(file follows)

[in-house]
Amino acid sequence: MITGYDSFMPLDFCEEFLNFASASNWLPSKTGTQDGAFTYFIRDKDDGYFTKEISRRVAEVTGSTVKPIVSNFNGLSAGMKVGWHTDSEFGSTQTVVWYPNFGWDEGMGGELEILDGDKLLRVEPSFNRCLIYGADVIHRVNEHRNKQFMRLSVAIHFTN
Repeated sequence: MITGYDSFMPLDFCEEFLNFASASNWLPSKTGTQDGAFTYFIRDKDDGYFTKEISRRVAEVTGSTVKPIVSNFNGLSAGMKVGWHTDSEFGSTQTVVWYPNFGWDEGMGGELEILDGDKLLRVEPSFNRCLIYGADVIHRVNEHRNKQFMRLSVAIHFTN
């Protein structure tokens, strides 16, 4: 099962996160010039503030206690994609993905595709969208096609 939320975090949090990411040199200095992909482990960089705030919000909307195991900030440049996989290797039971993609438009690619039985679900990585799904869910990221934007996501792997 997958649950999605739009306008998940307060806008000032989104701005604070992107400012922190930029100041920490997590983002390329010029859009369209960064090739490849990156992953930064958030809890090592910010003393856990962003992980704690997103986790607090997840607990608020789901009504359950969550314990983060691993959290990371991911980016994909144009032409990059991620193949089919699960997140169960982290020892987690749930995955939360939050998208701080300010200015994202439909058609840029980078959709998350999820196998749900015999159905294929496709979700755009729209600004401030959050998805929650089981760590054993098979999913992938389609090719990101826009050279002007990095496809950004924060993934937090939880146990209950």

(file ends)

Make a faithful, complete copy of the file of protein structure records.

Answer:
[in-house]
Amino acid sequence: MITGYDSFMPLDFCEEFLNFASASNWLPSKTGTQDGAFTYFIRDKDDGYFTKEISRRVAEVTGSTVKPIVSNFNGLSAGMKVGWHTDSEFGSTQTVVWYPNFGWDEGMGGELEILDGDKLLRVEPSFNRCLIYGADVIHRVNEHRNKQFMRLSVAIHFTN
Repeated sequence: MITGYDSFMPLDFCEEFLNFASASNWLPSKTGTQDGAFTYFIRDKDDGYFTKEISRRVAEVTGSTVKPIVSNFNGLSAGMKVGWHTDSEFGSTQTVVWYPNFGWDEGMGGELEILDGDKLLRVEPSFNRCLIYGADVIHRVNEHRNKQFMRLSVAIHFTN
């Protein structure tokens, strides 16, 4: 099962996160010039503030206690994609993905595709969208096609 939320975090949090990411040199200095992909482990960089705030919000909307195991900030440049996989290797039971993609438009690619039985679900990585799904869910990221934007996501792997 997958649950999605739009306008998940307060806008000032989104701005604070992107400012922190930029100041920490997590983002390329010029859009369209960064090739490849990156992953930064958030809890090592910010003393856990962003992980704690997103986790607090997840607990608020789901009504359950969550314990983060691993959290990371991911980016994909144009032409990059991620193949089919699960997140169960982290020892987690749930995955939360939050998208701080300010200015994202439909058609840029980078959709998350999820196998749900015999159905294929496709979700755009729209600004401030959050998805929650089981760590054993098979999913992938389609090719990101826009050279002007990095496809950004924060993934937090939880146990209950």